Then Job replied to the LORD:I know that you can do all things; no plan of yours can be thwarted.Job 42:1-2
The greatest theme in this book of Job is that it reveals to us the character of God Himself. God often appears to us as a cold, impersonal Being, distant from us, uncaring, even ruthless and vindictive, demanding many things from us--a powerful Being but without compassion. I am sure if you conducted a poll you would find that to be the most common view of God in the world today. The average people on the street, if they think of God at all, think of Him as being a rather cold and distant Being who is powerful and just, hard and demanding, an angry God. This God is commonly called the
Old Testament God, as though God were two kinds of beings, one in the Old Testament and one in the New.
But what the book of Job shows is that behind that appearance (and even Job saw Him that way for a while), God is always exactly what He is, not ruthless and cold, but actually deeply aware of our problems. He is concerned about us, carefully controlling everything that touches us, limiting the power of Satan and allowing certain expressions, according to His knowledge of how much we can bear. He is patient, forgiving, and ultimately responsible for all that happens.
In the beginning of this book, the reader's attention is focused on three beings: God, Satan, and Job. By the end of the book, Satan has completely disappeared. All you have left is God standing before Job, saying to him,
All right, Job, I'm responsible. Any questions? When Job begins to see what God is working out in His vast, cosmic purposes and what He is making possible by means of Job's sufferings, he has no questions to ask whatsoever. The final view of God in this book is of a Being of incredible wisdom who puts things together far beyond human dreams and imaginations, who is working out incredible plans of infinite delight and joy that He will give to us if we wait for His purposes to be fully resolved.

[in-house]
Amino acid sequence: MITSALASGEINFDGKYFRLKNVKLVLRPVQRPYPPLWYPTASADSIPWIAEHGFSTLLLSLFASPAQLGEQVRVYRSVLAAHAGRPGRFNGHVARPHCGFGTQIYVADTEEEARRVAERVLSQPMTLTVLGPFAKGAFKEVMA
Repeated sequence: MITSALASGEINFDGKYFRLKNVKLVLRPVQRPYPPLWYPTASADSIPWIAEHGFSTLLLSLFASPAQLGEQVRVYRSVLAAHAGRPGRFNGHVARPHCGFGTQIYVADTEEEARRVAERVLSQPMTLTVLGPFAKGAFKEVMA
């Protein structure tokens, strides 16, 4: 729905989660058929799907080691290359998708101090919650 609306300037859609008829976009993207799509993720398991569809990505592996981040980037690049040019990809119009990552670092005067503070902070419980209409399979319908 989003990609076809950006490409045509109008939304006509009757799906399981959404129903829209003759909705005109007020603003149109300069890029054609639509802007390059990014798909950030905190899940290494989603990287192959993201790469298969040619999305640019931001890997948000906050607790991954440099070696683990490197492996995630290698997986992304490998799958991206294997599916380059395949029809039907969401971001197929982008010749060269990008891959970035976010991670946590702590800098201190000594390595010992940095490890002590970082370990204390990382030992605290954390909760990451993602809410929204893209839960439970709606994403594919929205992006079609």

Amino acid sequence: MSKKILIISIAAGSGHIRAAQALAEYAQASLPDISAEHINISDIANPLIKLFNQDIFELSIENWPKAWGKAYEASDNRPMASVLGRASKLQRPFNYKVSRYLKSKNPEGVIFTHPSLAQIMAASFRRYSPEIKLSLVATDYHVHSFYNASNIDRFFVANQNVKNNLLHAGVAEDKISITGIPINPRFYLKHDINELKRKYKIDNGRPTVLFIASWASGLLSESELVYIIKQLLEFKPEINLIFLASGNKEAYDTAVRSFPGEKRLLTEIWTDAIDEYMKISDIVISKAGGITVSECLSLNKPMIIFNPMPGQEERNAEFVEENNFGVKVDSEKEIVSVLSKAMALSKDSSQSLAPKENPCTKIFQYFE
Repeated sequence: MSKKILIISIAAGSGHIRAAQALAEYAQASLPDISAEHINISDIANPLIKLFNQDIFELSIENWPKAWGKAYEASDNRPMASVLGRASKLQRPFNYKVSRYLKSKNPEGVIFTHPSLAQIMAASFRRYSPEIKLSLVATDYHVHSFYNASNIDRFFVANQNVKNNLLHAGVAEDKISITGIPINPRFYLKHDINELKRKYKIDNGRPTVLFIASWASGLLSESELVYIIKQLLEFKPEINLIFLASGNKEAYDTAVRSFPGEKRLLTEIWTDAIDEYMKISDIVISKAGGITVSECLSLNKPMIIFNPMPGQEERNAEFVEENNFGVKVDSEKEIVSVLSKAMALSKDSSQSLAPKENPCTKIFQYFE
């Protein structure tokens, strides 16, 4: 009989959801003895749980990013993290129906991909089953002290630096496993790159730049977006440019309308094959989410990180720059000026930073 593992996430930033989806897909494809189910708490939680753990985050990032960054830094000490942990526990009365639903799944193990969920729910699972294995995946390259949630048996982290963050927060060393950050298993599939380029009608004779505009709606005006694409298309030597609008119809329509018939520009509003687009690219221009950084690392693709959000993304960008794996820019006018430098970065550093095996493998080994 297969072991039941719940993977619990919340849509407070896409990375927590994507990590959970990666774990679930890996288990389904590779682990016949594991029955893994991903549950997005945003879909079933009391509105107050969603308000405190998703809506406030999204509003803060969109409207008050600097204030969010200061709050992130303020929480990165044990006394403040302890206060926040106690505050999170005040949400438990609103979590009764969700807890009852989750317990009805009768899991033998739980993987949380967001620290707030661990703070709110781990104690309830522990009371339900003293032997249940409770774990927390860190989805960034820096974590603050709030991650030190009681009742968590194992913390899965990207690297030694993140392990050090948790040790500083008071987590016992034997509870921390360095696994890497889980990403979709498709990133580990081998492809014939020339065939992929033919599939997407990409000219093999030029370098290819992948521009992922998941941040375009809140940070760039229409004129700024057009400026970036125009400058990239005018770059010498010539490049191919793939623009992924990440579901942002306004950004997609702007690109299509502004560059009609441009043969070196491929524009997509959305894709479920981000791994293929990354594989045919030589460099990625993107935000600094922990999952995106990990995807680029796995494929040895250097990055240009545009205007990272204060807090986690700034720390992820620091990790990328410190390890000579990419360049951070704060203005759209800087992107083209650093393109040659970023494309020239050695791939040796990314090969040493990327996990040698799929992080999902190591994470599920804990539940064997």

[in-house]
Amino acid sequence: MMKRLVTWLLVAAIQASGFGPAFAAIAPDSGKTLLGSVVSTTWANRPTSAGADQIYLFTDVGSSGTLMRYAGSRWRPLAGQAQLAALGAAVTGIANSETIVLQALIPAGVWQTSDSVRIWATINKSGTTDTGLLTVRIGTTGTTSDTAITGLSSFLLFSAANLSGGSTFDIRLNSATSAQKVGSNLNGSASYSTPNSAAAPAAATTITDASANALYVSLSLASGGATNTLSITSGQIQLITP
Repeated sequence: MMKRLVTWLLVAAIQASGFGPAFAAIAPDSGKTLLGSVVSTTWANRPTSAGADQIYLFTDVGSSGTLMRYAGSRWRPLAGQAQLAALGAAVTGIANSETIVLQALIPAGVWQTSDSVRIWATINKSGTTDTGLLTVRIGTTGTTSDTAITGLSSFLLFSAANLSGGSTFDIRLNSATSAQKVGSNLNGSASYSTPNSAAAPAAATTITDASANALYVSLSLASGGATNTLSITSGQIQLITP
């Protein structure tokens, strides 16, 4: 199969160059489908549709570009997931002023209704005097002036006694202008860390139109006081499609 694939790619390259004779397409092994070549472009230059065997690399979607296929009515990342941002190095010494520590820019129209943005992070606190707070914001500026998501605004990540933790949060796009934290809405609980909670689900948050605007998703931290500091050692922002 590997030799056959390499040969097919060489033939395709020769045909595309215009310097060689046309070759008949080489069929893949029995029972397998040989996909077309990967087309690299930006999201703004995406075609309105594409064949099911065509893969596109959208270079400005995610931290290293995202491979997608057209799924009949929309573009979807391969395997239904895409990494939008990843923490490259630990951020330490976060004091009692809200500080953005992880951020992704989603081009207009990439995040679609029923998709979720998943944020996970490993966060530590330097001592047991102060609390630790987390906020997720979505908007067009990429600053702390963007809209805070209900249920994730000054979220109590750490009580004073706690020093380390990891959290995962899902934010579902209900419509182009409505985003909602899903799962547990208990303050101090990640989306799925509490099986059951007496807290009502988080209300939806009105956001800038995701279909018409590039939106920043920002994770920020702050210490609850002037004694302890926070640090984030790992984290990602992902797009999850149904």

The Lord mentions a time when
all the sons of God shouted for joy (Job 38:7 RSV) at the creation of the world, but other Scriptures tell us about a future time when the sons of God will be revealed (Romans 8:19), when all creation will shout in a greater glory than was ever hailed at the first creation in the new creation that God has brought into being by means of the sufferings, the trials, and the tribulations of this present scene. That is why Scripture speaks in numerous passages about
our light and momentary troubles that are achieving for us an eternal glory that far outweighs them all (2 Corinthians 4:17). When that day breaks, the one thing for which we will be infinitely thankful, the one thing above all others that will thrill us and cheer us and cause us to glory, is the fact that out of all the created universe, we were chosen to be the ones who bore the name of God in the hour of danger and affliction, problem and trial. There is no higher honor than that.
Our Father, I do count it indeed a mighty privilege to bear reproach for Your name's sake. I know that the day is coming when that will be my chief joy.
Pain is often God's megaphone to re-focus our attention on our gracious Lord. Are we so caught up in worldly minutia that we miss seeing the vast plan of God's love?